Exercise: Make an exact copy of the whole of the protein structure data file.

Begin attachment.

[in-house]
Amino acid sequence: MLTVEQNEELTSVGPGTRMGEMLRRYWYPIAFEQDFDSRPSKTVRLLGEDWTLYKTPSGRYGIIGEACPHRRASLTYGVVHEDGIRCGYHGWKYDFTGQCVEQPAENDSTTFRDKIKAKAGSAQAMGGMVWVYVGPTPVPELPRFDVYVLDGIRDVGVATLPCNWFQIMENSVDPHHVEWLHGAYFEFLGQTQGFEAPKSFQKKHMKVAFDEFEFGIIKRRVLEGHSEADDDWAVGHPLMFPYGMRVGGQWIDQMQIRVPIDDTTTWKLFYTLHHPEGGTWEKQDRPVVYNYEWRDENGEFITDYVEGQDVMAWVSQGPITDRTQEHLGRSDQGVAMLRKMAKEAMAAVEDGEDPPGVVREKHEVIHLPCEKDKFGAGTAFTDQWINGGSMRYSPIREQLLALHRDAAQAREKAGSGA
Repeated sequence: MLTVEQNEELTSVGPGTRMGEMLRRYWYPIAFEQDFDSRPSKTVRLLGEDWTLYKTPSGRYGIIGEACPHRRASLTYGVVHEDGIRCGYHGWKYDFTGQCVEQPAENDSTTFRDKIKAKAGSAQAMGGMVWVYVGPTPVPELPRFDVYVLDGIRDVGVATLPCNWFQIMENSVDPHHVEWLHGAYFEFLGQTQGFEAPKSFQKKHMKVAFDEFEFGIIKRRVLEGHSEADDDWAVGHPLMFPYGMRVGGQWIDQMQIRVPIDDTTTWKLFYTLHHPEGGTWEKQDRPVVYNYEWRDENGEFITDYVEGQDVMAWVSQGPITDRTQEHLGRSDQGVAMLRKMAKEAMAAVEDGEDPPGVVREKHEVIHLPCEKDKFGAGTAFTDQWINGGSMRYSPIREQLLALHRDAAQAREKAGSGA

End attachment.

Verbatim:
[in-house]
Amino acid sequence: MLTVEQNEELTSVGPGTRMGEMLRRYWYPIAFEQDFDSRPSKTVRLLGEDWTLYKTPSGRYGIIGEACPHRRASLTYGVVHEDGIRCGYHGWKYDFTGQCVEQPAENDSTTFRDKIKAKAGSAQAMGGMVWVYVGPTPVPELPRFDVYVLDGIRDVGVATLPCNWFQIMENSVDPHHVEWLHGAYFEFLGQTQGFEAPKSFQKKHMKVAFDEFEFGIIKRRVLEGHSEADDDWAVGHPLMFPYGMRVGGQWIDQMQIRVPIDDTTTWKLFYTLHHPEGGTWEKQDRPVVYNYEWRDENGEFITDYVEGQDVMAWVSQGPITDRTQEHLGRSDQGVAMLRKMAKEAMAAVEDGEDPPGVVREKHEVIHLPCEKDKFGAGTAFTDQWINGGSMRYSPIREQLLALHRDAAQAREKAGSGA
Repeated sequence: MLTVEQNEELTSVGPGTRMGEMLRRYWYPIAFEQDFDSRPSKTVRLLGEDWTLYKTPSGRYGIIGEACPHRRASLTYGVVHEDGIRCGYHGWKYDFTGQCVEQPAENDSTTFRDKIKAKAGSAQAMGGMVWVYVGPTPVPELPRFDVYVLDGIRDVGVATLPCNWFQIMENSVDPHHVEWLHGAYFEFLGQTQGFEAPKSFQKKHMKVAFDEFEFGIIKRRVLEGHSEADDDWAVGHPLMFPYGMRVGGQWIDQMQIRVPIDDTTTWKLFYTLHHPEGGTWEKQDRPVVYNYEWRDENGEFITDYVEGQDVMAWVSQGPITDRTQEHLGRSDQGVAMLRKMAKEAMAAVEDGEDPPGVVREKHEVIHLPCEKDKFGAGTAFTDQWINGGSMRYSPIREQLLALHRDAAQAREKAGSGA